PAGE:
If you can’t drive or fly to visit suspects, prospects, or customers, what do you do? You market to them.

woman shopping with COVID mask

Retail has had to adapt

For retailers, the explosion in e-commerce during COVID-19 has been the savior of the industry. A McKinsey report concluded that over the course of just eight weeks customers fast-forwarded their adoption of digital purchasing by five years. All those bricks-and-mortar store overly reliant upon footfall are falling over themselves to set up a digital presence. Not just to remain customer relevant, but to stay in business.

The fact consumers are moving to low-touch, online channels to get hold of products or services isn’t a shocker. What’s interesting are the huge numbers of first-time e-commerce customers. Again, this is nothing new – we’ve been saying online was going to be big for years. It’s just taken something like Covid to accelerate the process.

Even as business revenues fall, the majority of marketing budgets have either increased, or changed in their emphasis. Not because of forward-thinking business owners seeking to proactively invest in ‘better, more intuitive customers experiences.’ But because their firm will go to the wall if they don’t.

What does Marketing during and post-Covid look like? Obviously, that’s different for every business.

DTC

Perhaps there’s a need for a manufacturer to be less reliant on 2nd-tier sales channels and sell direct to consumer (DTC). However, to do this well means more than just throwing some money at developing an e-commerce portal. Branding, image, advertising, and social media outreach need careful consideration. Then there’s using data analytics to track buyer preferences and personalization. There’s also the commercial quandary of how to deal with resellers who now see you as competition.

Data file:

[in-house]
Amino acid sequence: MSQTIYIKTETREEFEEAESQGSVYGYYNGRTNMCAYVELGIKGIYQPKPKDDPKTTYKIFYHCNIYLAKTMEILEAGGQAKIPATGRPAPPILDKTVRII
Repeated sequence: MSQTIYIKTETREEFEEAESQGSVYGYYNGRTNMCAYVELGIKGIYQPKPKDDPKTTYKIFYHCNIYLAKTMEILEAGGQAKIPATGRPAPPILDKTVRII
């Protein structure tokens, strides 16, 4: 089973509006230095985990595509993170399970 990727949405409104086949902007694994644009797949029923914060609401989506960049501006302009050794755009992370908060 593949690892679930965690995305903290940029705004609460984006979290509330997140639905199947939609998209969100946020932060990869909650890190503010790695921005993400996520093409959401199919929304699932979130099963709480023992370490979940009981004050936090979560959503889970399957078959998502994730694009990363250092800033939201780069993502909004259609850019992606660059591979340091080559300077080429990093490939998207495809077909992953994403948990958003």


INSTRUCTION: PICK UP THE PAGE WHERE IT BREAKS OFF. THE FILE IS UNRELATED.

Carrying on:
Markets and localization

COVID-19 has given us a clear demonstration of the interconnectivity of countries, commerce, and supply chains. Depending on your business, now may be the time to diversify the dependence on a particular market segment, customer cohort, or even geographic presence. It may require a rethink on how you conduct business, internationalization, payment acceptance channels, operational agility, and support resources.

Sales and marketing collateral

Pre-coronavirus, we were seeing fantastic responses from print-based direct mail. But if your contact only comes to the office once a week, how likely are they to see – and react – to your offer? Are employees going to want to receive business mail at their home address? Marketers and business owners will need to rethink their contact points across an ever-widening list of channels. Things like videoconferencing, email, messaging/SMS, maybe even smart devices at home such as Google Home or Amazon Alexa.

COVID-19 Has Increased Marketing’s Importance

The structural changes resulting from Covid refocuses the concept of a coordinated marketing approach from being ‘nice-to-have’, to part of an organization’s survival arsenal.

A business shouldn’t have to rely on one person’s chutzpah to save the day. The cliché of someone slamming a Purchase Order on the table, delivering a sigh of relief from the CFO in the dying moments of month-end closing. Strategic objectives need to be considered over the longer term. Tactical execution must stop being a 3-month sprint which, when deemed a failure, results in someone getting fired.

All of us have been harping on for years about how brands need to rethink the ways they connect with customers. COVID-19 has lit a fire under all of us to get off our collective butts and get on with it.

About the Author
Avatar for Gee Ranasinha

Gee Ranasinha

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Gee Ranasinha is CEO and founder of KEXINO. He's been a marketer since the days of 56K modems, teaches marketing and behavioral economics at a European business school, and was noted as one of the top 100 global business influencers by sage.com (those wonderful people who make financial software).

Originally from London, today Gee lives in a world of his own in Strasbourg, France, tolerated by his wife and young son.

Find out more about Gee at kexino.com/gee-ranasinha, follow him on Twitter at KEXINO, or on LinkedIn at linkedin.com/in/ranasinha.